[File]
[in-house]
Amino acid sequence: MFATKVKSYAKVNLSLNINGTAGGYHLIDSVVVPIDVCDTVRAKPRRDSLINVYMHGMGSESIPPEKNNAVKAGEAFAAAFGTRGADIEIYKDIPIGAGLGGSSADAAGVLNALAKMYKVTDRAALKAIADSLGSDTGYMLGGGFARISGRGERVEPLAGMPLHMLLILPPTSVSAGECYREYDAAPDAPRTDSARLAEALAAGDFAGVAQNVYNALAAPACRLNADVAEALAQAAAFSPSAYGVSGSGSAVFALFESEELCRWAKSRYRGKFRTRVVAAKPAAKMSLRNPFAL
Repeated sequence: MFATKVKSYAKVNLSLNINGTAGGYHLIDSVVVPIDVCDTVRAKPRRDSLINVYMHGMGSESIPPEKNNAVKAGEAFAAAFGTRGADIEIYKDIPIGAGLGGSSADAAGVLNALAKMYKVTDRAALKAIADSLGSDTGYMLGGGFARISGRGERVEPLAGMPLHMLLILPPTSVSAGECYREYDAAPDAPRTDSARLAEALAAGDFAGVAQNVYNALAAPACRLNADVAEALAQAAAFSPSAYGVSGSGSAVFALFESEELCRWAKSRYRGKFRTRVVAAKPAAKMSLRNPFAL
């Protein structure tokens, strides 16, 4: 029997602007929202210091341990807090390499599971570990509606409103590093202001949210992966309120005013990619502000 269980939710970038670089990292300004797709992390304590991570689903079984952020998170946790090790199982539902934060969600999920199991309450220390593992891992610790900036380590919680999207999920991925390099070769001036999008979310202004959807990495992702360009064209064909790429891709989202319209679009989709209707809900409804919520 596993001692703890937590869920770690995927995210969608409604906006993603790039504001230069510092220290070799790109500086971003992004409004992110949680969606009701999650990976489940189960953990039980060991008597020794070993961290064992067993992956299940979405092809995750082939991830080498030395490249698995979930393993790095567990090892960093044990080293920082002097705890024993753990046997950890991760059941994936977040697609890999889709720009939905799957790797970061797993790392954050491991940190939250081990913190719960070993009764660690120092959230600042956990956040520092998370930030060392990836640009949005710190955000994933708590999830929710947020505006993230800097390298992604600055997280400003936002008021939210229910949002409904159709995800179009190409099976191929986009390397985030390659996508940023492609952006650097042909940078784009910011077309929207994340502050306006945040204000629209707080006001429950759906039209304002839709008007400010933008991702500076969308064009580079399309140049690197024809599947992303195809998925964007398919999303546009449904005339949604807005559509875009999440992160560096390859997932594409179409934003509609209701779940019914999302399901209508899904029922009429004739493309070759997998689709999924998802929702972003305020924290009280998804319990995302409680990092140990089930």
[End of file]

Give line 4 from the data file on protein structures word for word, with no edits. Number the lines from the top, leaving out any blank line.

């Protein structure tokens, strides 16, 4: 029997602007929202210091341990807090390499599971570990509606409103590093202001949210992966309120005013990619502000 269980939710970038670089990292300004797709992390304590991570689903079984952020998170946790090790199982539902934060969600999920199991309450220390593992891992610790900036380590919680999207999920991925390099070769001036999008979310202004959807990495992702360009064209064909790429891709989202319209679009989709209707809900409804919520 596993001692703890937590869920770690995927995210969608409604906006993603790039504001230069510092220290070799790109500086971003992004409004992110949680969606009701999650990976489940189960953990039980060991008597020794070993961290064992067993992956299940979405092809995750082939991830080498030395490249698995979930393993790095567990090892960093044990080293920082002097705890024993753990046997950890991760059941994936977040697609890999889709720009939905799957790797970061797993790392954050491991940190939250081990913190719960070993009764660690120092959230600042956990956040520092998370930030060392990836640009949005710190955000994933708590999830929710947020505006993230800097390298992604600055997280400003936002008021939210229910949002409904159709995800179009190409099976191929986009390397985030390659996508940023492609952006650097042909940078784009910011077309929207994340502050306006945040204000629209707080006001429950759906039209304002839709008007400010933008991702500076969308064009580079399309140049690197024809599947992303195809998925964007398919999303546009449904005339949604807005559509875009999440992160560096390859997932594409179409934003509609209701779940019914999302399901209508899904029922009429004739493309070759997998689709999924998802929702972003305020924290009280998804319990995302409680990092140990089930």